Budd and I celebrated our 39th wedding anniversary with deep gratitude for all God had done in us and for us. We talked a lot about our 40th and planned to take a trip to the Northeast, something we dreamed of doing since we lived in Boston during Budd’s Army training days. We loved taking long drives when you could visit four states in a day, and the Northeast in the Fall is….stunning! Budd loved planning vacations for us.
Two weeks later, on July 10, Budd died in his sleep. We had played golf that day then shopped for fixings for a ‘Low Country Boil’ he was making for several friends who were coming to dinner. It was a great day. For some reason I was patient and helpful (not always my go-to attitude with Budd’s projects). It was a really, really good day. I usually went to bed a couple of hours before Budd as he was an extreme night owl. At 2:40am I woke up because Budd was snoring loudly and that was unusual. I nudged him to get him to roll onto his side but he was already on his side. I couldn’t wake him up. I called the paramedics. Budd was gone. Just like that.
Up to this point I had experienced death as an event, one massive loss. And it is. But with Budd’s death I also experienced an ongoing loss. I anticipated it would be like an explosion where I would get hurt but then just wait until the wounds healed. And there is some of that. What I hadn’t realized is that the first time, a couple months later, someone from his past would call to say hi and I would have to tell them he had died. It was a first. September 21st is my mom’s birthday. She lived with us and she and Budd were really close. On her birthday it was fresh again. October 9th was my birthday. October 16th was our daughter’s birthday. November 24th was Thanksgiving…Christmas…and on it went. Birthdays, holidays, experiences. Rather than an explosion, losing Budd was like a dying ivy plant. The plant has died at the root but the leaves haven’t all been impacted yet. So you see a green ivy leaf and expect it to be alive but it isn’t. The memory of Budd’s involvement in just about every facet of my life would give the impression that he would show up in some way for all of it. But he didn’t. In the day-to-day stuff I got used to it but on those special occasions it would throw me again.
Once I embraced this journey, I found that I would look for that ivy leaf and let it touch me with a gentle grief but also a deep appreciation for who Budd was. He loved me very much. He took care of his family well. He was funny, tender, smart and sometimes a pain in the neck. All of that was a life that grew intertwined with mine, and when he died it was a slow unwinding of our two selves. I have a good life today. My kids and grandkids are wonderful. Because of Budd’s wise planning I am comfortable in my life. I have had to learn a lot of new things over the last years but it’s been doable.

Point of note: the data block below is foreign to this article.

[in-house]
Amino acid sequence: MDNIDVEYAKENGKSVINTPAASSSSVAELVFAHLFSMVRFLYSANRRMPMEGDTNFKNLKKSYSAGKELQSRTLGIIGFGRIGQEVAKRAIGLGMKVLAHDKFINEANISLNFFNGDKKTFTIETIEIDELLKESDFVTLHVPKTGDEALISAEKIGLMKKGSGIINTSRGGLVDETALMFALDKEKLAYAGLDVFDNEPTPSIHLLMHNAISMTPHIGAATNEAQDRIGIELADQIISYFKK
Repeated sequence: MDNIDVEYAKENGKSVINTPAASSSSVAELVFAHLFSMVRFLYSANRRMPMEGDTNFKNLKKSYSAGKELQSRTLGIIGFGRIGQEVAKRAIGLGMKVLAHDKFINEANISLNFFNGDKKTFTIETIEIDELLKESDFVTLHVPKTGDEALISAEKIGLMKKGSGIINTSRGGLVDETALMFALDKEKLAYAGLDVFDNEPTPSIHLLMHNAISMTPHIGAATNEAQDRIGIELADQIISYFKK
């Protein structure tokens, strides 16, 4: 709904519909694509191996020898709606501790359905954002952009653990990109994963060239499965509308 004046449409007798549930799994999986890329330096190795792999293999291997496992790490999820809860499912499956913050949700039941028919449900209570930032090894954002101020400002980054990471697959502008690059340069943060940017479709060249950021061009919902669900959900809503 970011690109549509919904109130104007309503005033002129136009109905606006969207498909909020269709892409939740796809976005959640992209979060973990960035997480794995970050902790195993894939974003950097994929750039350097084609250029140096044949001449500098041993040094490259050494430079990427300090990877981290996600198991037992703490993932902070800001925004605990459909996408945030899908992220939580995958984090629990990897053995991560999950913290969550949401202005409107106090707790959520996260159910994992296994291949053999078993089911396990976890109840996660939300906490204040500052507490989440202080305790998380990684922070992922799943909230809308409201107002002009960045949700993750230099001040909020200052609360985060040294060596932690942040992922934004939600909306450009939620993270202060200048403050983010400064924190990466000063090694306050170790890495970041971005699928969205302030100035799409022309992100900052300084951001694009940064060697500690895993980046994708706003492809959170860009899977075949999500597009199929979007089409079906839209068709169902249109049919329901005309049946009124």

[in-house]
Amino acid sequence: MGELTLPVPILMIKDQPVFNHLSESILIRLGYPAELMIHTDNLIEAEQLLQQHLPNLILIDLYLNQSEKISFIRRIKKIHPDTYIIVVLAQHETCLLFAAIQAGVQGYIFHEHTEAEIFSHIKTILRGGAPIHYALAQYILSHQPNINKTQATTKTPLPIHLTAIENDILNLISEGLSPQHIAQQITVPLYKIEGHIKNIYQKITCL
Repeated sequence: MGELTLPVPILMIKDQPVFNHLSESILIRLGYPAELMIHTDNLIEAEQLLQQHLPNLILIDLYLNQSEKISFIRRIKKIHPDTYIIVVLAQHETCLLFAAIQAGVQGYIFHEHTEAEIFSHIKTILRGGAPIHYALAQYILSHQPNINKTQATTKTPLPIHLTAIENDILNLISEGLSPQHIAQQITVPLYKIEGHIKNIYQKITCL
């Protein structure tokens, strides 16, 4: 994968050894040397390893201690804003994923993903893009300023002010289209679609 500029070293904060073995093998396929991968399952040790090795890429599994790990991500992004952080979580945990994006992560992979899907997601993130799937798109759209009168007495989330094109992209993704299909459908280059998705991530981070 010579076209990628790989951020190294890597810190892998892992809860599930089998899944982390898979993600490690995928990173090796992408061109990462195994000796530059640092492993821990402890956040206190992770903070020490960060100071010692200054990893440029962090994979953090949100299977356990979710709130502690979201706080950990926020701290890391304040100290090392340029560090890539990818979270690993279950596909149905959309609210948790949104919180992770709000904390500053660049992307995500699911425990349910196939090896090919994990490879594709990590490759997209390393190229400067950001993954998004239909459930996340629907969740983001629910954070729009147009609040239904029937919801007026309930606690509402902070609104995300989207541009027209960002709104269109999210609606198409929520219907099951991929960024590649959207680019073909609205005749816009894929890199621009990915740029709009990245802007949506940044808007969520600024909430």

Grief is a very personal journey. I’ve learned to give myself and others permission to find their way. I have faced other losses that are not as dramatic as the death of someone so close to me, and I find that allowing for grief and time is still the best way to walk. Avoiding grief doesn’t work. Let it come, let it touch you and let it pass.
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God has been very faithful to me and my family. My church community has walked every step with us, too. I no longer pine for Budd. When the family gets together we often laugh and tell Budd stories. It is not melancholy, it is family. There are important events where his absence is noticeable because of who he was – like when our latest granddaughter was born and when our grandsons each graduated from high school. Budd loved being a grandpa.
Seldom do ivy leaves crop up anymore. The grief and pain are gone, but occasionally I’m aware of loneliness. There is now a deep appreciation for the life of someone I loved and who loved me, a man with whom I built a solid life of faith and family.
The Bible is filled with stories of loss and grief. We’re never told to ignore it, nor are we told to set up housekeeping there. “In this world you’ll face trouble.” Jesus said it and he was right. I’ve talked with people who turned their back on God because he didn’t spare them pain and loss. That seems an illogical response to me. Sadness, loss and grief are going to happen to all of us at some point. Why would we choose to navigate those times alone? God promises to be with us through all of it.
My life has held its share of struggle and sadness but certainly not worse than most people I know. It just is. In every single case God showed himself compassionate, merciful and wise. It is always a choice to face life with God or to go it alone. Its really not a choice any longer…He is the only way to life, peace and hope. It’s just a fact.
Psalm 34:18 The Lord is close to the brokenhearted; he rescues those whose spirits are crushed.
John 16:33 I have told you all this so that you may have peace in me. Here on earth you will have many trials and sorrows. But take heart, because I have overcome the world.”
Revelation 3:20 “Look! I stand at the door and knock. If you hear my voice and open the door, I will come in, and we will share a meal together as friends.”
Psalm 145:18 The Lord is close to all who call on him, yes, to all who call on him in truth.
Acts 17:27 His purpose was for the nations to seek after God and perhaps feel their way toward him and find him—though he is not far from any one of us.
Isaiah 43:2 When you go through deep waters, I will be with you.
When you go through rivers of difficulty, you will not drown.
When you walk through the fire of oppression, you will not be burned up; the flames will not consume you.
May the God of peace be your traveling companion in life…invite Him.